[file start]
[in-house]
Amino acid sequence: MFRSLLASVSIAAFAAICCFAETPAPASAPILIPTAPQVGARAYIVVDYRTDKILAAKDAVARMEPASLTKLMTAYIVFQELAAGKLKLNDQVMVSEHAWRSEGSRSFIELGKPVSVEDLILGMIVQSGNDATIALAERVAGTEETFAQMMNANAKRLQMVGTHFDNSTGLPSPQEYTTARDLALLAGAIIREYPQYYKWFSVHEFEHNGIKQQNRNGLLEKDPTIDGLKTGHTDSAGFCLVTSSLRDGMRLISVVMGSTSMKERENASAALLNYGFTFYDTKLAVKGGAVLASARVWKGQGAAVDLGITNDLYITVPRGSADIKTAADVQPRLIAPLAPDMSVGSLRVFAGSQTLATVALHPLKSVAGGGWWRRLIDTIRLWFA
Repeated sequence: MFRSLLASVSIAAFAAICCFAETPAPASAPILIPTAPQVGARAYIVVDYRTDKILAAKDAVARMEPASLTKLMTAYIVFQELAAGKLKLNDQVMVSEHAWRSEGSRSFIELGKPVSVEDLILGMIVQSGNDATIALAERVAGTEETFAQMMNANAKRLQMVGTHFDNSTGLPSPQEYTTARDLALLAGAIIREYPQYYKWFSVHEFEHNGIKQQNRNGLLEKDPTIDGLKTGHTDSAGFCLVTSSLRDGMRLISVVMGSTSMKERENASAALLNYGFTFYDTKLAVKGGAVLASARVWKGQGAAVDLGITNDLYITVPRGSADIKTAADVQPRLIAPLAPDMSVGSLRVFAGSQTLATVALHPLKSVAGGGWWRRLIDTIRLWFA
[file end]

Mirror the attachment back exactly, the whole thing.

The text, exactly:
[in-house]
Amino acid sequence: MFRSLLASVSIAAFAAICCFAETPAPASAPILIPTAPQVGARAYIVVDYRTDKILAAKDAVARMEPASLTKLMTAYIVFQELAAGKLKLNDQVMVSEHAWRSEGSRSFIELGKPVSVEDLILGMIVQSGNDATIALAERVAGTEETFAQMMNANAKRLQMVGTHFDNSTGLPSPQEYTTARDLALLAGAIIREYPQYYKWFSVHEFEHNGIKQQNRNGLLEKDPTIDGLKTGHTDSAGFCLVTSSLRDGMRLISVVMGSTSMKERENASAALLNYGFTFYDTKLAVKGGAVLASARVWKGQGAAVDLGITNDLYITVPRGSADIKTAADVQPRLIAPLAPDMSVGSLRVFAGSQTLATVALHPLKSVAGGGWWRRLIDTIRLWFA
Repeated sequence: MFRSLLASVSIAAFAAICCFAETPAPASAPILIPTAPQVGARAYIVVDYRTDKILAAKDAVARMEPASLTKLMTAYIVFQELAAGKLKLNDQVMVSEHAWRSEGSRSFIELGKPVSVEDLILGMIVQSGNDATIALAERVAGTEETFAQMMNANAKRLQMVGTHFDNSTGLPSPQEYTTARDLALLAGAIIREYPQYYKWFSVHEFEHNGIKQQNRNGLLEKDPTIDGLKTGHTDSAGFCLVTSSLRDGMRLISVVMGSTSMKERENASAALLNYGFTFYDTKLAVKGGAVLASARVWKGQGAAVDLGITNDLYITVPRGSADIKTAADVQPRLIAPLAPDMSVGSLRVFAGSQTLATVALHPLKSVAGGGWWRRLIDTIRLWFA